So we went ahead and plugged an iPhone (admission: we also tried an iPad, via a 30-pin extension cable, and that worked just fine too — it even charged our tablet) and put the VAMP through its paces.
First things first: the VAMP sounds good. Quite good — with our primary pairs of test headphones (the relatively inefficient HiFiMan HE-500 and the high-impedance Sennheiser HD-650), it clearly beat both the iPhone and iPad on sound quality and volume. Neither headphone was in its comfort range with the onboard headphone amps of the iDevices; the VAMP did a fine job or remedying the problem. On the HE-500s, even loud mixes like the Talking Heads Remain in Light were dull and boring straight out of the iDevice; the VAMP gave the music useful life.
With a more efficient pair of headphones (we've been using V-Moda's own Crossfade M-80), the SQ differences were less apparent, though the VAMPs horsepower became more obvious — earsplitting levels were a lot easier to achieve given the VAMPs output power of 150 mW/channel into 32 Ohms (Apple doesn't cite specifics, but the stock iPhone 4 measures around 30 mW/channel into a similar load).
VQ was hit or miss for me. With the difficult-to-drive phones, the effect was not necessarily to my taste, but definitely pleasant, and I'd imagine it will be liked by many listeners. Engaging the mode produces a clear tilt toward the treble; engaging it created something akin to cranking up a brightness control. Mick Jagger's vocal and Keith Richards' rhythm guitar on the Stones "Midnight Rambler" became just more forward in the mix, the bass got a little more oomph and correspondingly less definition.
Sitting in a quiet environment, I preferred the flat setting, though when the office was noisier or I was out and about, the VQ EQ made for a nice presence boost that was more competitive with the sounds of the outside world, especially with open-back phones. It's a bit of a hyped sound, but paired with a reasonably neutral set of headphones the effect it's far more minimal an effect than you might expect.
Switching back to the flat setting you'll definitely feel at first that things are too dark, but given a few minutes of listening you'll adjust. Checking out "Jeep's Blues" from the venerable Jazz at the Pawnshop recording, I felt that the VQ setting gave the cymbals too much sizzle and the sax an ever-so-slight strident edge. Basically, I think that your average audiophile is going to much prefer the flatter setting — but it's definitley worth trying out the VQ mode, especially if your tastes run to vocal music, rock, or electronics. And if you're the kind of person who finds HD-650s a little dark, you might find the effect welcome across the board. It's there, and you can easily disable it, so it's certainly not a negative.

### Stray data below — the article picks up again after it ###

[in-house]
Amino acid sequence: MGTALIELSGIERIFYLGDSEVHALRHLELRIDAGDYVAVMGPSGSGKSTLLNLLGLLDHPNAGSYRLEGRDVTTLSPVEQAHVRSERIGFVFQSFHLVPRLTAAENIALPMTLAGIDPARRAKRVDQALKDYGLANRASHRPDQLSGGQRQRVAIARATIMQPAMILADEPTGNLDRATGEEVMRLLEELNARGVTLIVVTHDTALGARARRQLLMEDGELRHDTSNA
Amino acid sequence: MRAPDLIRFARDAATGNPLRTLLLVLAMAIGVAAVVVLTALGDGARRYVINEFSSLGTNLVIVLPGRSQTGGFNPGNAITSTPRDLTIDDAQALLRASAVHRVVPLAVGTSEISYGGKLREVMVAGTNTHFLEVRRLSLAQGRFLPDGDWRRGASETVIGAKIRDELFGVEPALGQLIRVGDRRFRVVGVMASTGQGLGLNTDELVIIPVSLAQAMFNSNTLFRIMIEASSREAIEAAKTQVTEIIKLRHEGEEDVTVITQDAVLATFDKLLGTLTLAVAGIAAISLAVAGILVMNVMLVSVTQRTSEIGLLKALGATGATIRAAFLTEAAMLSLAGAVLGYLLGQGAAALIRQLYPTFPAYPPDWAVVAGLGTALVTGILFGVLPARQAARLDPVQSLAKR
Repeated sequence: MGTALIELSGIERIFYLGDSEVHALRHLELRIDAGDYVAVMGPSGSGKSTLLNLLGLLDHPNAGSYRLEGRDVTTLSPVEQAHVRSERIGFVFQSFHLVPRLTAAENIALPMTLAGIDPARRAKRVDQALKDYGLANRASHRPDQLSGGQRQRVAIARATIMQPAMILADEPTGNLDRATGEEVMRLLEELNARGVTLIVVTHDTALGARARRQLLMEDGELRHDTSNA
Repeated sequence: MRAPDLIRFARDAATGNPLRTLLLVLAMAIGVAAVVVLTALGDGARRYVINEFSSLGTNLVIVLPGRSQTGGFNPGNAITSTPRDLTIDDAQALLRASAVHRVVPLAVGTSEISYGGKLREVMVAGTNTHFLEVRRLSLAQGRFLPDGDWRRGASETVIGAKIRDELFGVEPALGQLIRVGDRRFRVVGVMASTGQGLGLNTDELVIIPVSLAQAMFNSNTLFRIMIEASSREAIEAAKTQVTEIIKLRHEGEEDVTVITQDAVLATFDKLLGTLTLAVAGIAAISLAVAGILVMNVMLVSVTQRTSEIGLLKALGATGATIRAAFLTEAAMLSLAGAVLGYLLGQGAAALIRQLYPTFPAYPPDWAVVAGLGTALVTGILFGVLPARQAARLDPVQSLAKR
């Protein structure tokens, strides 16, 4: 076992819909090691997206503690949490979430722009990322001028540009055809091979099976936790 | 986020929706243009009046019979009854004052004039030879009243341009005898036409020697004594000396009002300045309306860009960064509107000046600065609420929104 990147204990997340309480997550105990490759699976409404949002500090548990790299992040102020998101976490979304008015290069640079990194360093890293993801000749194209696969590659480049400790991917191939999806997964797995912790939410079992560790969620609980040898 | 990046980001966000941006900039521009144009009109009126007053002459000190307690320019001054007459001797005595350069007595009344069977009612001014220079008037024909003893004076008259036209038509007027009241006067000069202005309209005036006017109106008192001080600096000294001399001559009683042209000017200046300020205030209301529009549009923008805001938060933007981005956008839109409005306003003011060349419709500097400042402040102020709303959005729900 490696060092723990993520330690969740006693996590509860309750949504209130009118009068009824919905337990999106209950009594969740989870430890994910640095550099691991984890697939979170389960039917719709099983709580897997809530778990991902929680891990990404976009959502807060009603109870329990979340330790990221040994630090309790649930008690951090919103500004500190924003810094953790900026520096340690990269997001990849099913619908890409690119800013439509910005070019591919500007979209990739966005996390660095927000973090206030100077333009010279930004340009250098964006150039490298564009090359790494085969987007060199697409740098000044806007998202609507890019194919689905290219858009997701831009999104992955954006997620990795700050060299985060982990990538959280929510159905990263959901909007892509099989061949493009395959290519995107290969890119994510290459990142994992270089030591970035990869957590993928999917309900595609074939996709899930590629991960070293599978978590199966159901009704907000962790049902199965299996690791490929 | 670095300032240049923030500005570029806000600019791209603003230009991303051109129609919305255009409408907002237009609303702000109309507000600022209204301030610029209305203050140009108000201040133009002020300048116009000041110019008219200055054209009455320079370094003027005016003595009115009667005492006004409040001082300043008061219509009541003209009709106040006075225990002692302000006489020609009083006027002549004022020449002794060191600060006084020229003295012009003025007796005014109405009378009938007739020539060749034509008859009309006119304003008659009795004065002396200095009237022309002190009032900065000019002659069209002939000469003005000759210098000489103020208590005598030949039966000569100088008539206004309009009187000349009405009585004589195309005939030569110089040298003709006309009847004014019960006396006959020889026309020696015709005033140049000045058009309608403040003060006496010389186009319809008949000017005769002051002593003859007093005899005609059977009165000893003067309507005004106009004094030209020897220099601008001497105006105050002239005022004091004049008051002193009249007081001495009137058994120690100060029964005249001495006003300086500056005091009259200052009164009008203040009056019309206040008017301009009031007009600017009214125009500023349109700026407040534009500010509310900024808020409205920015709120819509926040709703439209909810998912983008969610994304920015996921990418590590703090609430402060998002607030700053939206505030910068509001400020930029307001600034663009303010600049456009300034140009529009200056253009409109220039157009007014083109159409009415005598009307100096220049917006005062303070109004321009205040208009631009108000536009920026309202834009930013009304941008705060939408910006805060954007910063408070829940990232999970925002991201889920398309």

With more efficient phones like the M-80s, I felt that the low end became a little too cloudy and the highs too strident; that said, I'm not sure that an amp is even necesary with those headphones. The VAMP, to my mind, makes quite a nice addition for those who want to use high-end phones, but it's worth keeping in mind that the iPhone 4 is very well suited to driving portable headphones right out of the box.
We did some rough comparisons with other devices, of course. We had the ADL Stride and FiiO E17 portable headphone amplifiers on hand, and while these devices aren't direct competitors — neither provides 30-pin connector interface for its DAC, for one thing, and they're not chargers — they are typical of what folks are using to power high-end headphones on the go.
Via a line-out cable, I felt like both the ADL and FiiO devices were able to drive our test cans to somewhat louder levels than the VAMP, even when the latter was used at the higher gain setting. The VAMP's output was more than adequate to reach levels that were, admittedly, excessive, but with lower efficiency headphones you'll definitely find yourself in the upper portions of the analog volume knob's travel.
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